The position of the social worker places us in unique and strategically important position in the lives of families and the role of the social worker may be quite different from the role of other human service providers and healthcare professionals. As we move towards a practice that engages in a process of ‘informed not-knowing’, we are freed to ask questions from our service users and help uncover the unique and personal truths in each of their stories. Historically, social workers have committed horrendous atrocities in the name of social progress and ‘helping’ in order to further their own agendas, which at time may or may not have been congruent with current political discourse. In a truly client-centred model, it is necessary to be transparent in practice and to work collaboratively with clients to discover what it is that the client is seeking and to support them in whatever it is that they feel is right for them. While radical social work asks us to push the boundaries and ask “what is oppression”, what is the history or stories that make up an issue and how does the social worker play a role in perpetuating the cycle? It is extremely important that social workers allow the people seeking our counsel the right to make up their own mind about the issue. While “harm” may seem obvious by our own definitions, the opinion of this writer is that to define harm for another individual denies that individual’s rights to self agency and also fails to involve the not yet viable voice of the infant children whose rights may not yet be fully acknowledged by the state. The appropriate course of action is to provide sound evidence-based, practical information and allow an individual to form solutions which at the time meet the needs and the needs of the child.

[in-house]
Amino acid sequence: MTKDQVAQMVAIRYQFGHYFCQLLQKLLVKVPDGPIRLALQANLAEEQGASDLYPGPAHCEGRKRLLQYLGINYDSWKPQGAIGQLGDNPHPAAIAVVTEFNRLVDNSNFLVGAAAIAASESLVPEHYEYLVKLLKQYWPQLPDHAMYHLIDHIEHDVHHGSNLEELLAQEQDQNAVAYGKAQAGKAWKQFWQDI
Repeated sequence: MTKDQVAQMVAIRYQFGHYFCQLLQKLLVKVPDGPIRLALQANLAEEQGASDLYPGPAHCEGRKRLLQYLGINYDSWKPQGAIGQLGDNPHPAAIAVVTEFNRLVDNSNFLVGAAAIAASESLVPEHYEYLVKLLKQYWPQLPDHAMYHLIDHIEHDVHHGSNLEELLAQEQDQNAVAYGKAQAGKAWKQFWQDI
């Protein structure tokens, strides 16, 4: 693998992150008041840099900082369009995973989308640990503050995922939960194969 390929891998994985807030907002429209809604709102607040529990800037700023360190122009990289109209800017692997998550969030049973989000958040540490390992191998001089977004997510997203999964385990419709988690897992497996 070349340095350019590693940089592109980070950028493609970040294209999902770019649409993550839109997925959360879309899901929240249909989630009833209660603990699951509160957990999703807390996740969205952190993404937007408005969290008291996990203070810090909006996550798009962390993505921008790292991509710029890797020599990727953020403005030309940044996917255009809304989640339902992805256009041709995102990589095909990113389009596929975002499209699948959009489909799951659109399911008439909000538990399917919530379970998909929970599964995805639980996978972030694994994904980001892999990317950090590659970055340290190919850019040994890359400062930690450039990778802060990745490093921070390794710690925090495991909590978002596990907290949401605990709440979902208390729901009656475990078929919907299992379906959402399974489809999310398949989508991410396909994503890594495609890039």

As social workers encounter multiple stories and infinite combinations and diversities in peoples lived experiences, an anti-oppressive practice philosophy asks us to be conscious of how we approach people whose lives may have already been impacted by routine infant circumcision (RIC) and other forms of forced genital cutting, possibly involving intersexed babies.. This may take many forms but attention must be given to care-givers who have already made the decision and followed through with the circumcision of a previous child and are only now just now seeking further information and guidance around the subject. The social worker must be aware that in seeking guidance, this might develop into a shaming or guilt filled process and care-givers may feel that they have made or may be making the wrong decisions for their children. The social worker does not work to change the mind of those in crisis and as professionals we are not a long term solution. The social worker should therefore do their best to provide the most appropriate support services to aid each family on their path and make appropriate medical and additional community referrals where necessary.

Written by Dustin Marquardt, BSW